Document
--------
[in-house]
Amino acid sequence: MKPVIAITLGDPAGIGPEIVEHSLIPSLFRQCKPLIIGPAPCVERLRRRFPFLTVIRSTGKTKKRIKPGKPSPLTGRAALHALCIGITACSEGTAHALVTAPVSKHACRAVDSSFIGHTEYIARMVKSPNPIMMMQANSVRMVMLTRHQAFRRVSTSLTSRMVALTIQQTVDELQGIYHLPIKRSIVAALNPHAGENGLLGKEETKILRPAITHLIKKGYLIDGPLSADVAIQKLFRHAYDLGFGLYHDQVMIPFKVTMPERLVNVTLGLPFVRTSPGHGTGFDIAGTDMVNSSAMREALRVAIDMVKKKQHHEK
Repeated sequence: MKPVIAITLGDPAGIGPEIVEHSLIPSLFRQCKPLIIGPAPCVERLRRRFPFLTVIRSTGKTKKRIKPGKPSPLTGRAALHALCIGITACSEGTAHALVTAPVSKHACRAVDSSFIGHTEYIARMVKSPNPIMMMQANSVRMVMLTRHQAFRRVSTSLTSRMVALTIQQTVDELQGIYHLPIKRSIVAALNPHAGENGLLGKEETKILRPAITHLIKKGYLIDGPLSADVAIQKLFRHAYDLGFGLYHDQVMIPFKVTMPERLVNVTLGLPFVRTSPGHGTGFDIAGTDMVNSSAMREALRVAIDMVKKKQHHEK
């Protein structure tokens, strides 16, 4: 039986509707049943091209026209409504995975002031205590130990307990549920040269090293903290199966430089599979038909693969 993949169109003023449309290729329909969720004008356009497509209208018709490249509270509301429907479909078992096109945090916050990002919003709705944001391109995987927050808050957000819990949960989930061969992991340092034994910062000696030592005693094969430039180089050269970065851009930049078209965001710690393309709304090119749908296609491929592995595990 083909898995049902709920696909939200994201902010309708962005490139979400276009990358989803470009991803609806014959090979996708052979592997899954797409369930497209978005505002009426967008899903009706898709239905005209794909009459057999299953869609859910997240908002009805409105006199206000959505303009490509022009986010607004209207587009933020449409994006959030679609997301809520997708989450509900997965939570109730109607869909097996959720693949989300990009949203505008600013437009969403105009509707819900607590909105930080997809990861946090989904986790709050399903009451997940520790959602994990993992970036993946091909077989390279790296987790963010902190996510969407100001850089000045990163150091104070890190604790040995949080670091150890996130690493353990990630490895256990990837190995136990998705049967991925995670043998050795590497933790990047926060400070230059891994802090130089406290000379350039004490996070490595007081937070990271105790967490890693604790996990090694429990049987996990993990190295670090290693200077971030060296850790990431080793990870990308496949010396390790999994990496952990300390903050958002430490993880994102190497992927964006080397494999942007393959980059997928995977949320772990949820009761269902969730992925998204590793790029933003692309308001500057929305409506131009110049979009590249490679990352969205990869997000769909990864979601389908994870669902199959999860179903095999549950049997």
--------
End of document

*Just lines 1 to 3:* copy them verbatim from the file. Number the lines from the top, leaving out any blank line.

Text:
[in-house]
Amino acid sequence: MKPVIAITLGDPAGIGPEIVEHSLIPSLFRQCKPLIIGPAPCVERLRRRFPFLTVIRSTGKTKKRIKPGKPSPLTGRAALHALCIGITACSEGTAHALVTAPVSKHACRAVDSSFIGHTEYIARMVKSPNPIMMMQANSVRMVMLTRHQAFRRVSTSLTSRMVALTIQQTVDELQGIYHLPIKRSIVAALNPHAGENGLLGKEETKILRPAITHLIKKGYLIDGPLSADVAIQKLFRHAYDLGFGLYHDQVMIPFKVTMPERLVNVTLGLPFVRTSPGHGTGFDIAGTDMVNSSAMREALRVAIDMVKKKQHHEK
Repeated sequence: MKPVIAITLGDPAGIGPEIVEHSLIPSLFRQCKPLIIGPAPCVERLRRRFPFLTVIRSTGKTKKRIKPGKPSPLTGRAALHALCIGITACSEGTAHALVTAPVSKHACRAVDSSFIGHTEYIARMVKSPNPIMMMQANSVRMVMLTRHQAFRRVSTSLTSRMVALTIQQTVDELQGIYHLPIKRSIVAALNPHAGENGLLGKEETKILRPAITHLIKKGYLIDGPLSADVAIQKLFRHAYDLGFGLYHDQVMIPFKVTMPERLVNVTLGLPFVRTSPGHGTGFDIAGTDMVNSSAMREALRVAIDMVKKKQHHEK